An unofficial alternate, the Narrows Rim Trail climbs up the sandstone ridge on the east side of the road. Coupled with a rock scramble to get back down, this alternate cuts off about four miles of roadwalk to the next picnic area, at the expense of about another mile and a half of hiking.
While I mulled over the decision, Patches arrived in a truck towing a small trailer. He had started to have shin splints (or some other leg pain) from the roadwalk, and hitched a ride from a friendly guy. He offered us water; I chugged about a third of a liter from my water bottle and had him fill it back up.
He was going to drop Patches off at our destination for the day, the El Malpais Ranger Station, another 12.5 miles down the road. He offered us a ride as well, but both Simple and I declined, preferring to walk.
Shortly before we finished our break, Patches and the guy drove off, and Dog Bite and Plus One walked up, having been sitting at one of the picnic areas a little further down the road. They had given some of the heavier contents of their packs to Patches to take to the ranger station, so they were going to slightly slackpack the hike to there. (I’d had that thought also, but didn’t want to ask.)
The picnic area also had a pit toilet and trash can, both of which I took advantage of.
Simple continued along the road. His leg also was giving him trouble, and he wasn’t willing to risk it on a rock scramble. At the last minute, though, I decided to take the Narrows Rim Trail.
After a short climb up to the ridge, the trail continued north, roughly paralleling the road, but at a higher elevation. From this new vantage point, I was able to actually see the El Malpais badlands. From the road, just a short plain and a distant rock wall was visible. But from the ridge, I could see a cracked volcanic rock wasteland, dotted with trees.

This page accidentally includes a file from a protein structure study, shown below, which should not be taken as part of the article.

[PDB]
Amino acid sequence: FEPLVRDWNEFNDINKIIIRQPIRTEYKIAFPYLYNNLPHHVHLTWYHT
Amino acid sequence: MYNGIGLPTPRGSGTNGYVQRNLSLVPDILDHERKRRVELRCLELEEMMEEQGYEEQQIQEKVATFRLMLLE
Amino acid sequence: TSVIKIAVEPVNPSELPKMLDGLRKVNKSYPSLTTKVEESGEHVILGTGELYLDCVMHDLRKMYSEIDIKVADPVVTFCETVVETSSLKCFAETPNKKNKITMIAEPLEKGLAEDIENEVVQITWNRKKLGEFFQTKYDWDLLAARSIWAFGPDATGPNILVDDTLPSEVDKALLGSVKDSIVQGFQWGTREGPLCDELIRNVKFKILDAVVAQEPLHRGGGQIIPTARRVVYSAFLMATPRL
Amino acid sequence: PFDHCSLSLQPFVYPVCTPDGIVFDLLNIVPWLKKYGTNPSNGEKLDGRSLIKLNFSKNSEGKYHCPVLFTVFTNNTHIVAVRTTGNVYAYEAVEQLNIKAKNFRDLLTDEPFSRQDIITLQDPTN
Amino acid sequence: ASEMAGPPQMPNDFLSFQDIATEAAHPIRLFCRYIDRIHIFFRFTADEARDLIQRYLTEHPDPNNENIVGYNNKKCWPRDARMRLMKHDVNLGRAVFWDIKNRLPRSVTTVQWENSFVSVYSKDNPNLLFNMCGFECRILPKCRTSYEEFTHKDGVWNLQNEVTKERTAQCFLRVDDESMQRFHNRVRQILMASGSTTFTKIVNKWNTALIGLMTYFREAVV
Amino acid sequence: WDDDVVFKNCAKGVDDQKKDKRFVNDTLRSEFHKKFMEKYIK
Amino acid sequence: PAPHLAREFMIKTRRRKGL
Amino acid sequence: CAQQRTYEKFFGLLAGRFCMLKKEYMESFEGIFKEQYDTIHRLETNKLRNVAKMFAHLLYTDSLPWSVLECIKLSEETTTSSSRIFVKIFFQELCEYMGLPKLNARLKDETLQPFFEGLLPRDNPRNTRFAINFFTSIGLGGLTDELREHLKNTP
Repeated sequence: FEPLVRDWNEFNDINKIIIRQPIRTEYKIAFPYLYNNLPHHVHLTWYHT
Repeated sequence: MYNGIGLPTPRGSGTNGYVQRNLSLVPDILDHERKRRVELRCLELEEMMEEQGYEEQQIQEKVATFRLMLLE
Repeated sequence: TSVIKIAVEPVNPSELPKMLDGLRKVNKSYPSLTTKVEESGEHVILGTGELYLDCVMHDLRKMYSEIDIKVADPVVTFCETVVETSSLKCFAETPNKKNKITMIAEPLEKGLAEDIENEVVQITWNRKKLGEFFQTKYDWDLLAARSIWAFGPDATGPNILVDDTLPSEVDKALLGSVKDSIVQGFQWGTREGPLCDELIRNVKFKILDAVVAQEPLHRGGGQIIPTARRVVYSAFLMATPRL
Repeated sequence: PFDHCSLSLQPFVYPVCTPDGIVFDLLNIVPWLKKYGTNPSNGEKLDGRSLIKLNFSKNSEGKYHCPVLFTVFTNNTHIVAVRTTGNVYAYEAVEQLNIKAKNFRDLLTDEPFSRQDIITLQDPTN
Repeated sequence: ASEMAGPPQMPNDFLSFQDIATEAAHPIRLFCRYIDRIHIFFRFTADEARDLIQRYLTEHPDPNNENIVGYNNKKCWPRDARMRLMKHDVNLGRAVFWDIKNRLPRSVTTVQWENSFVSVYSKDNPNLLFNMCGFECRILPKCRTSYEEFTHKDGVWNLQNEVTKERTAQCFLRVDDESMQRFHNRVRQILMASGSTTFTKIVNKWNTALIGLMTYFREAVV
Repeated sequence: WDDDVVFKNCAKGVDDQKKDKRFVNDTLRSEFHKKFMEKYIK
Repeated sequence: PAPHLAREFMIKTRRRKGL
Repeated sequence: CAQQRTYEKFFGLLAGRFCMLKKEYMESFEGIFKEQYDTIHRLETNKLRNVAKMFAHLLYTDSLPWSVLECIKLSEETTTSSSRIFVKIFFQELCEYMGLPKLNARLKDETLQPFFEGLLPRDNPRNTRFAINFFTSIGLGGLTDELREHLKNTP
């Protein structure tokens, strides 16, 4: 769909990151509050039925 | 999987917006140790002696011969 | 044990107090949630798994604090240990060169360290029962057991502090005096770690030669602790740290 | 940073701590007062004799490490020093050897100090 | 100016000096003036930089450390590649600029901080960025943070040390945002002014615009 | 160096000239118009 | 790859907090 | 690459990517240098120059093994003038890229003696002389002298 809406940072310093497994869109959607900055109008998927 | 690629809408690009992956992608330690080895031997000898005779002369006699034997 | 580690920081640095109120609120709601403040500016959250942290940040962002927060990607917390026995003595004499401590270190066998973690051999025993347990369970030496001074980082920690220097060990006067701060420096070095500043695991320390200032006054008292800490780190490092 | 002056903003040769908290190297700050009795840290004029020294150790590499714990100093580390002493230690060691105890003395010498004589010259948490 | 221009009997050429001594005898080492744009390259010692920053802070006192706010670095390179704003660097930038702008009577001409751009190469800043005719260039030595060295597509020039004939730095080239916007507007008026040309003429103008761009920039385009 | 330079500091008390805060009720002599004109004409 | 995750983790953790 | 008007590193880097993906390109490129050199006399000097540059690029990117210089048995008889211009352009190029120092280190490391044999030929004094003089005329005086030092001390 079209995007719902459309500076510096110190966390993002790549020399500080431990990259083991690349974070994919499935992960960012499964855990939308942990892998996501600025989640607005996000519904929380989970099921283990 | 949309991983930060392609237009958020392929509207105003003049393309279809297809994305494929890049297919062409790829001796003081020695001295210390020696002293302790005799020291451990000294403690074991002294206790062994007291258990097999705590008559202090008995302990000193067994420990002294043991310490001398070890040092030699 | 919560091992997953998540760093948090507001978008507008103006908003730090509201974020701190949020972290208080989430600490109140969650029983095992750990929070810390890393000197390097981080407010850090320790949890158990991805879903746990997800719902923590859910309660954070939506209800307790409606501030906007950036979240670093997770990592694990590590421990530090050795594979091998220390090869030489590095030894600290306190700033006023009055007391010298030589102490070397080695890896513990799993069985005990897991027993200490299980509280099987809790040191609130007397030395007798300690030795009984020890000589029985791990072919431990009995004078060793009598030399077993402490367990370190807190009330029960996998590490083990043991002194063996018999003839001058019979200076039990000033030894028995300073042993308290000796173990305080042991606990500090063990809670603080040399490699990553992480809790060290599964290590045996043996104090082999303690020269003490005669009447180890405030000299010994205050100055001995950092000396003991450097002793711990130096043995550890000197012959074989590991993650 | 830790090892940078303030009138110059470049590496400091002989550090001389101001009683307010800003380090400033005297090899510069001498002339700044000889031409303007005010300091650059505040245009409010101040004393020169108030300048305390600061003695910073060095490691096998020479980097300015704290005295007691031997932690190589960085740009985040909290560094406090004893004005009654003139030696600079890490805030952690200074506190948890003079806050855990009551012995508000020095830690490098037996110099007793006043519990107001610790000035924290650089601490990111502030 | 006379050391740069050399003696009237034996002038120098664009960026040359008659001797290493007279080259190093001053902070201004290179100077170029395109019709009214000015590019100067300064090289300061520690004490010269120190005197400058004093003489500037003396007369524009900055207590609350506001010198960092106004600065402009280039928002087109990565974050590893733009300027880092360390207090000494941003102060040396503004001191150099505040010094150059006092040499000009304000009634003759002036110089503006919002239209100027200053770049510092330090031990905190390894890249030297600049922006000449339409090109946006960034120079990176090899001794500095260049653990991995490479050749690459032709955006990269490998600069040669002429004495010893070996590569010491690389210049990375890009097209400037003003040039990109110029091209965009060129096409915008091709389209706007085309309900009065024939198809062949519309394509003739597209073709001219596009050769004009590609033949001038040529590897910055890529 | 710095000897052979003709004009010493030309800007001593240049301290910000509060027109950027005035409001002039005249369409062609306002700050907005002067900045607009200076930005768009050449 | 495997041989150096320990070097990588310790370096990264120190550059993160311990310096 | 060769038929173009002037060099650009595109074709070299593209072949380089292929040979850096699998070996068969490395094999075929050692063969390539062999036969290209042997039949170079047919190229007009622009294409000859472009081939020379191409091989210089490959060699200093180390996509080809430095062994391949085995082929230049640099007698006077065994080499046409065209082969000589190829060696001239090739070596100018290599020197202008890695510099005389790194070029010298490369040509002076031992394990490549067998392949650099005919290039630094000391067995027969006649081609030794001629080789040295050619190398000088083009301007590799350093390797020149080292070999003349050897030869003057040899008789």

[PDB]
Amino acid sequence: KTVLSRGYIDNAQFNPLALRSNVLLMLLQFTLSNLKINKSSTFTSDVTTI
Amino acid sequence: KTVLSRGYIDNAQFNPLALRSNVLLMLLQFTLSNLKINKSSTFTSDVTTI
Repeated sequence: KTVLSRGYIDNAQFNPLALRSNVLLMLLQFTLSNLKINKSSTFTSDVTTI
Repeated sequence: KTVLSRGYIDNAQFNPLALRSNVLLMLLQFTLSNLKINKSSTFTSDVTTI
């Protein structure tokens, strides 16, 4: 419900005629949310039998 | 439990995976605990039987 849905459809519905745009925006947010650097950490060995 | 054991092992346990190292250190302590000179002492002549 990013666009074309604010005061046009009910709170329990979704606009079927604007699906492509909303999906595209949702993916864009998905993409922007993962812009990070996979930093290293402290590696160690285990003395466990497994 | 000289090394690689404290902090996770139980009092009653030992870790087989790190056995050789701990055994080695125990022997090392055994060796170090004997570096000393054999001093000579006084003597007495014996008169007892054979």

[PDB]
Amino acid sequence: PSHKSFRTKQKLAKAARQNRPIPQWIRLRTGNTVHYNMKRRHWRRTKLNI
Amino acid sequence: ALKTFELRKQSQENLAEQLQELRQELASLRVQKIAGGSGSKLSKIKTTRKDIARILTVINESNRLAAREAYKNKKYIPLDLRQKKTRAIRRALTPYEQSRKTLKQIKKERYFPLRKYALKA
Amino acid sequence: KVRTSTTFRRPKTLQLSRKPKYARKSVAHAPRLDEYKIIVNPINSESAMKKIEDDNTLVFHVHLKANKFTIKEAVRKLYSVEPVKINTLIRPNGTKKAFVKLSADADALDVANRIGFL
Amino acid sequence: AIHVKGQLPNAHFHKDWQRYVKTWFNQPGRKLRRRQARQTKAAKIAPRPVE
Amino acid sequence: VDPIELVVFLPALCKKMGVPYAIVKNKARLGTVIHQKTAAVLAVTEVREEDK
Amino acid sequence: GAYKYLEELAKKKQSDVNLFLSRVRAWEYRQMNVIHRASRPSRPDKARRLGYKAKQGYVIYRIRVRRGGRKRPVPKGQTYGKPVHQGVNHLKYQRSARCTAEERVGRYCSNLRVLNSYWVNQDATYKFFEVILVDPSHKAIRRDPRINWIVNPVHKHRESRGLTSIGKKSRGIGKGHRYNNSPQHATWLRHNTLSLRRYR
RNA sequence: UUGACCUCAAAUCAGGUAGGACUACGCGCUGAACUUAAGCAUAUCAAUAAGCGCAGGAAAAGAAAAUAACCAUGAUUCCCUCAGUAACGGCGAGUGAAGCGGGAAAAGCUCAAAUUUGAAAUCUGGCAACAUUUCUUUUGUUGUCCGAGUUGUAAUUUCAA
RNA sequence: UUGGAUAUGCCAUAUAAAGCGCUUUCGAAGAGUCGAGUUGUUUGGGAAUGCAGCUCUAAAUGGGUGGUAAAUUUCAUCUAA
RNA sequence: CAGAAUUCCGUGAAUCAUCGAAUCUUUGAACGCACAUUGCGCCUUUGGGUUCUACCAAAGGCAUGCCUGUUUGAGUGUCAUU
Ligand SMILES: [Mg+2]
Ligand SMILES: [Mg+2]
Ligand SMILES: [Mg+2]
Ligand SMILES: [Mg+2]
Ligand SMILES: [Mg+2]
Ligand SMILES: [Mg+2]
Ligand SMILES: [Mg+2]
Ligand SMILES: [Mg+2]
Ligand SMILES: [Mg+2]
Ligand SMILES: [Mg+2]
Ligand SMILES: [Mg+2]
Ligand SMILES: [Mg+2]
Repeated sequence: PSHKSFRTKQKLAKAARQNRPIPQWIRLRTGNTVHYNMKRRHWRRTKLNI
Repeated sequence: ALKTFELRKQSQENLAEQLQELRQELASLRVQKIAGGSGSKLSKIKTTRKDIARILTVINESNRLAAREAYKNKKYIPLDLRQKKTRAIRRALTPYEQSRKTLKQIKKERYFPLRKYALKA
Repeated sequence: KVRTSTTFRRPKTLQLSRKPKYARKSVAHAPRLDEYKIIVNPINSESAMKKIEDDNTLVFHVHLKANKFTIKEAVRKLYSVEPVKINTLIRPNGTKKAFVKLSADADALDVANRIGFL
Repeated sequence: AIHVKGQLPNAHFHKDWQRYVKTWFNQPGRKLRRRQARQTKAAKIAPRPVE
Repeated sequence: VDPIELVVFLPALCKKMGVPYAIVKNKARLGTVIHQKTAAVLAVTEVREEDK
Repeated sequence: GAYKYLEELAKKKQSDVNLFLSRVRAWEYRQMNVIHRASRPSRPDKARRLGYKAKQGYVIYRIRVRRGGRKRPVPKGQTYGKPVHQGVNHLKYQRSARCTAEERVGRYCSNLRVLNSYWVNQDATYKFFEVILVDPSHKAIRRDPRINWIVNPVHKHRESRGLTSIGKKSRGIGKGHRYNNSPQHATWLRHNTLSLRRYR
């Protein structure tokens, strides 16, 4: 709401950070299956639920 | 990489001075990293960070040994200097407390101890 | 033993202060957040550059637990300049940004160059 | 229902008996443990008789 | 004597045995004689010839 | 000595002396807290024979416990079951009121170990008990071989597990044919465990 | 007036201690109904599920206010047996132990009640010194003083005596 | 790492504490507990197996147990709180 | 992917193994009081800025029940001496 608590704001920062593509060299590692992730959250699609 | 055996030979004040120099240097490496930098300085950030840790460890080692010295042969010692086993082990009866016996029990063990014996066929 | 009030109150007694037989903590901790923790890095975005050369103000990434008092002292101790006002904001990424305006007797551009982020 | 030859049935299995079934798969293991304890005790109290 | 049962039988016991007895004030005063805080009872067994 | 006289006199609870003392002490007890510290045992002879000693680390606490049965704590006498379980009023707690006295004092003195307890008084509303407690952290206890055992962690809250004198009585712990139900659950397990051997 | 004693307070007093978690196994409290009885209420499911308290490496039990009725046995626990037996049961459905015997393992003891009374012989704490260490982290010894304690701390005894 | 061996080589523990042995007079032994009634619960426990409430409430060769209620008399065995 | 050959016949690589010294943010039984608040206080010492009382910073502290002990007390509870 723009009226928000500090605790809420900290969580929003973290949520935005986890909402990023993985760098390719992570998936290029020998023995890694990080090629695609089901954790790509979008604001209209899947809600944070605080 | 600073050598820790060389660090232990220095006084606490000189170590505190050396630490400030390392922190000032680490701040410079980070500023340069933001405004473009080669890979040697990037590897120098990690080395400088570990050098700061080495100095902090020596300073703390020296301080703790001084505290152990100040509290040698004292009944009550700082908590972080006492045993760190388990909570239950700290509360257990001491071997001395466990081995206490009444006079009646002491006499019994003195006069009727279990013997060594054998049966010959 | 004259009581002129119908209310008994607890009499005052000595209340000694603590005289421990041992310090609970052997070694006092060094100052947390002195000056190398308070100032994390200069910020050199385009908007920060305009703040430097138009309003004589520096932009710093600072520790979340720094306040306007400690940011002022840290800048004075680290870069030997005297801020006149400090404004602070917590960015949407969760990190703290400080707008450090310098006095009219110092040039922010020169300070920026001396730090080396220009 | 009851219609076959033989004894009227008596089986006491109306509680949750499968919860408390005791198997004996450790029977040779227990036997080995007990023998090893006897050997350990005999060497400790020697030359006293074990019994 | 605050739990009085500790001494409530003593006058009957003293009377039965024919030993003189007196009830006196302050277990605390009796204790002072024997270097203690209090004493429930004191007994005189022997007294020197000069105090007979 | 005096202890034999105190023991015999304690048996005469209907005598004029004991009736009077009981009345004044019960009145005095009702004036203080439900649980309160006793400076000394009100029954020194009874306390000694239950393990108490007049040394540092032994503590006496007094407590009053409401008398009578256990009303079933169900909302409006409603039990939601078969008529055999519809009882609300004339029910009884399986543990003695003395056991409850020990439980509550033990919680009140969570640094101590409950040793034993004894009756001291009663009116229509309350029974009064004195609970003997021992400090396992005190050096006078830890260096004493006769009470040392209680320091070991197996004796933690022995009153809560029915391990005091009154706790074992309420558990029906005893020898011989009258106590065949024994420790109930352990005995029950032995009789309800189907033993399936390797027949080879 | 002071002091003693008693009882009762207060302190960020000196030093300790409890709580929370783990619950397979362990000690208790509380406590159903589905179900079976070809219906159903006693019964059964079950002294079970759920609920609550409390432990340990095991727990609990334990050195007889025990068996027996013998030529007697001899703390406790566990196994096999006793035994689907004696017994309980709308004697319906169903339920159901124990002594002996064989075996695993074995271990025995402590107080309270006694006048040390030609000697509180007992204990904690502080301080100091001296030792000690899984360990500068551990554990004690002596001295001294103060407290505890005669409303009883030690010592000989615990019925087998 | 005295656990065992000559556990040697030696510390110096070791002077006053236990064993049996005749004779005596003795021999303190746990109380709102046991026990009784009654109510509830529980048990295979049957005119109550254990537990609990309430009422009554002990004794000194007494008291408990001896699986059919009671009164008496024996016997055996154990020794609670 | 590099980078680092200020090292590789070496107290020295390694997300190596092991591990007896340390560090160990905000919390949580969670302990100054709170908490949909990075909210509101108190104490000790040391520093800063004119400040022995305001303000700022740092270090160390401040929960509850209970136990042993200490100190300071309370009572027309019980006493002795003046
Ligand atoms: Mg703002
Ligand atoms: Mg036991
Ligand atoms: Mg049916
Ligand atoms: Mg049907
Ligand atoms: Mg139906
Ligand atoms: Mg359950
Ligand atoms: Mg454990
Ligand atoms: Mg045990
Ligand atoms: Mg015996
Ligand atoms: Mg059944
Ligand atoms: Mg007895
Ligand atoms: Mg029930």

The trail followed a path through reddish sand and rocks, and while it was slower and longer than the road, it was much nicer to hike, and also far more interesting.
The higher vantage point also provided my first view of Mount Taylor, a dormant volcano and the tallest mountain in the Cibola National Forest. The CDT doesn’t summit the mountain, but there is an alternate that goes over, so I was looking forward to hiking over it. But that seems unlikely now, since the mountain is included in the forest closures.
The gem of the Narrows Rim Trail was a vista to the La Ventana (“The Window”) arch, formed by the sandstone eroding over millions of years due to freeze-thaw cycles. At the vista taking a break were Dog Bite and Plus One, Mr. Freeze, and Kiernan and Kyra. I opted to continue on a little further, to the gps coordinates where the rock scramble down the cliff began.
Shortly before I finished my break, Kiernan and Kyra arrived, and headed down the scramble, marked with cairns. Several minutes later, I followed.
The path was clearly marked at first, but then, at some point, I lost the cairns, instead following footsteps. This meant that, if there was an easy path down, I was no longer following it. But, I saw Kiernan ahead of me in the direction it looked like I needed to go, so I guessed I was going in something resembling the right way.
It wasn’t too difficult for the most part, but there were two sections that slowed me down significantly. On one, I took a clearly suboptimal path because I didn’t like how large a drop I’d have had to make from the trail. This resulted in me slowly (but controllably) sliding down a rock face with loose dirt and rock, dislodging far more dirt and largeish rocks than I was really comfortable with.